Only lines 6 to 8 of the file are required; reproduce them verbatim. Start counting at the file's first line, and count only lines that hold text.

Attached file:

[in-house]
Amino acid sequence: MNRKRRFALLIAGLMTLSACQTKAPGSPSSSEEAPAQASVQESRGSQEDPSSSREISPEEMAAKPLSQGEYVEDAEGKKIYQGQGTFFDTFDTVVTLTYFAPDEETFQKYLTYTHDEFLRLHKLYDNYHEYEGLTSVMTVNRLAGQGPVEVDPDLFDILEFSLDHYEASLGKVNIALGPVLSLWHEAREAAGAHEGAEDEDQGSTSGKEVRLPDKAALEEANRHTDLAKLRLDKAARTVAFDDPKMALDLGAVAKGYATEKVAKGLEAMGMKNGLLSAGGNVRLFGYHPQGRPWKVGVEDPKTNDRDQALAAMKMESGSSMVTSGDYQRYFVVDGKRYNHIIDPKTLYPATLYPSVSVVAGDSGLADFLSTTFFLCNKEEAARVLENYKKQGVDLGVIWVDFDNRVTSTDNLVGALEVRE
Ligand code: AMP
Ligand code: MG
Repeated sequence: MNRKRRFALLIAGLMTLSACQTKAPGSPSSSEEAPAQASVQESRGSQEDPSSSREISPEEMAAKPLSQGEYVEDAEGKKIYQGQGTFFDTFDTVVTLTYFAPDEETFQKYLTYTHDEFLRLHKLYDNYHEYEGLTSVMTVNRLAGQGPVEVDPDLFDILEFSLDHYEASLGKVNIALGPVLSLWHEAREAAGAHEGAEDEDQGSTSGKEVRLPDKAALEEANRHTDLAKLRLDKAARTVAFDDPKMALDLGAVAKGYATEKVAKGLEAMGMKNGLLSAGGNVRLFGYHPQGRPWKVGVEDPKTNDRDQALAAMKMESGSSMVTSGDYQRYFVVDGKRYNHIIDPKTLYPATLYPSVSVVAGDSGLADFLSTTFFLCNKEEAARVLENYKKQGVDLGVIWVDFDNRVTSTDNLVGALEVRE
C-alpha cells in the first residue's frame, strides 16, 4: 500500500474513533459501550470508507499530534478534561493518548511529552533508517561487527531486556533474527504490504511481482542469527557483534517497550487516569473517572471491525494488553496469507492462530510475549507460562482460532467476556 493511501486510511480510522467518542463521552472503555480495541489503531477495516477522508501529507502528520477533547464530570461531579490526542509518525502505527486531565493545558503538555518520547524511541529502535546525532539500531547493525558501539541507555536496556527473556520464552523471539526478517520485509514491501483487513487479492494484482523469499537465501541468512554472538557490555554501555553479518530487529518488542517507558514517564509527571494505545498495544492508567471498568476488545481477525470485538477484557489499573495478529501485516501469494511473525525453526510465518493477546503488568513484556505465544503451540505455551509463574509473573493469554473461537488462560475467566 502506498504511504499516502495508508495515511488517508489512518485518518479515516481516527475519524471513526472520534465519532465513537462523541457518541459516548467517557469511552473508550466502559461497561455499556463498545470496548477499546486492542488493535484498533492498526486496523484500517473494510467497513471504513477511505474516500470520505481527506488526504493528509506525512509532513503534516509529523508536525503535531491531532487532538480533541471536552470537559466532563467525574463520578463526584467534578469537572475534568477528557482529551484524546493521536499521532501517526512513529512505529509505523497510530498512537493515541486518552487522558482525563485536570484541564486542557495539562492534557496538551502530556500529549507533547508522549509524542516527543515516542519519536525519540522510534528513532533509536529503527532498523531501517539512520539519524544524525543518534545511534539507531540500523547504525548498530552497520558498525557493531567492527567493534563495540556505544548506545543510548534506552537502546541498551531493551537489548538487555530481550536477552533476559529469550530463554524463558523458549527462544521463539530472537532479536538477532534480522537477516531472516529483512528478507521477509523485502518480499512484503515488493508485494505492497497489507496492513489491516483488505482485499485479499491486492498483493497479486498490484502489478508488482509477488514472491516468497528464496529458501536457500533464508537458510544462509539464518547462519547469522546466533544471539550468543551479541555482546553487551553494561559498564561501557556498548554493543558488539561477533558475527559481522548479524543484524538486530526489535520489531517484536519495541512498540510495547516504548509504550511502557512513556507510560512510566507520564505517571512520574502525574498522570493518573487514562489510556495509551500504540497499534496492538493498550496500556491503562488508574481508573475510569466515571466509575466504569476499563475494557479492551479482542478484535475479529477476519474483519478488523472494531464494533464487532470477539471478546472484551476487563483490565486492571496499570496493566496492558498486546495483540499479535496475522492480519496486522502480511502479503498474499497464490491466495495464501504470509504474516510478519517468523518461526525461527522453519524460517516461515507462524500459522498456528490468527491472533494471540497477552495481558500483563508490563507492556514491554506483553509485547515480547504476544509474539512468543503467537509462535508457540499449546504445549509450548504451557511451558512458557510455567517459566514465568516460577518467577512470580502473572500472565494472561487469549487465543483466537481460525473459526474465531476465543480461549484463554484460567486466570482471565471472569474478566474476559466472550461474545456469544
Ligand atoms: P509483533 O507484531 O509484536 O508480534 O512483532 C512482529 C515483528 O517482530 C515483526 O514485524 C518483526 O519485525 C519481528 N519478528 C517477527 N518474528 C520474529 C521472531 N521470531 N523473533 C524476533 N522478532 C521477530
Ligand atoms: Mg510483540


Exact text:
C-alpha cells in the first residue's frame, strides 16, 4: 500500500474513533459501550470508507499530534478534561493518548511529552533508517561487527531486556533474527504490504511481482542469527557483534517497550487516569473517572471491525494488553496469507492462530510475549507460562482460532467476556 493511501486510511480510522467518542463521552472503555480495541489503531477495516477522508501529507502528520477533547464530570461531579490526542509518525502505527486531565493545558503538555518520547524511541529502535546525532539500531547493525558501539541507555536496556527473556520464552523471539526478517520485509514491501483487513487479492494484482523469499537465501541468512554472538557490555554501555553479518530487529518488542517507558514517564509527571494505545498495544492508567471498568476488545481477525470485538477484557489499573495478529501485516501469494511473525525453526510465518493477546503488568513484556505465544503451540505455551509463574509473573493469554473461537488462560475467566 502506498504511504499516502495508508495515511488517508489512518485518518479515516481516527475519524471513526472520534465519532465513537462523541457518541459516548467517557469511552473508550466502559461497561455499556463498545470496548477499546486492542488493535484498533492498526486496523484500517473494510467497513471504513477511505474516500470520505481527506488526504493528509506525512509532513503534516509529523508536525503535531491531532487532538480533541471536552470537559466532563467525574463520578463526584467534578469537572475534568477528557482529551484524546493521536499521532501517526512513529512505529509505523497510530498512537493515541486518552487522558482525563485536570484541564486542557495539562492534557496538551502530556500529549507533547508522549509524542516527543515516542519519536525519540522510534528513532533509536529503527532498523531501517539512520539519524544524525543518534545511534539507531540500523547504525548498530552497520558498525557493531567492527567493534563495540556505544548506545543510548534506552537502546541498551531493551537489548538487555530481550536477552533476559529469550530463554524463558523458549527462544521463539530472537532479536538477532534480522537477516531472516529483512528478507521477509523485502518480499512484503515488493508485494505492497497489507496492513489491516483488505482485499485479499491486492498483493497479486498490484502489478508488482509477488514472491516468497528464496529458501536457500533464508537458510544462509539464518547462519547469522546466533544471539550468543551479541555482546553487551553494561559498564561501557556498548554493543558488539561477533558475527559481522548479524543484524538486530526489535520489531517484536519495541512498540510495547516504548509504550511502557512513556507510560512510566507520564505517571512520574502525574498522570493518573487514562489510556495509551500504540497499534496492538493498550496500556491503562488508574481508573475510569466515571466509575466504569476499563475494557479492551479482542478484535475479529477476519474483519478488523472494531464494533464487532470477539471478546472484551476487563483490565486492571496499570496493566496492558498486546495483540499479535496475522492480519496486522502480511502479503498474499497464490491466495495464501504470509504474516510478519517468523518461526525461527522453519524460517516461515507462524500459522498456528490468527491472533494471540497477552495481558500483563508490563507492556514491554506483553509485547515480547504476544509474539512468543503467537509462535508457540499449546504445549509450548504451557511451558512458557510455567517459566514465568516460577518467577512470580502473572500472565494472561487469549487465543483466537481460525473459526474465531476465543480461549484463554484460567486466570482471565471472569474478566474476559466472550461474545456469544
Ligand atoms: P509483533 O507484531 O509484536 O508480534 O512483532 C512482529 C515483528 O517482530 C515483526 O514485524 C518483526 O519485525 C519481528 N519478528 C517477527 N518474528 C520474529 C521472531 N521470531 N523473533 C524476533 N522478532 C521477530
Ligand atoms: Mg510483540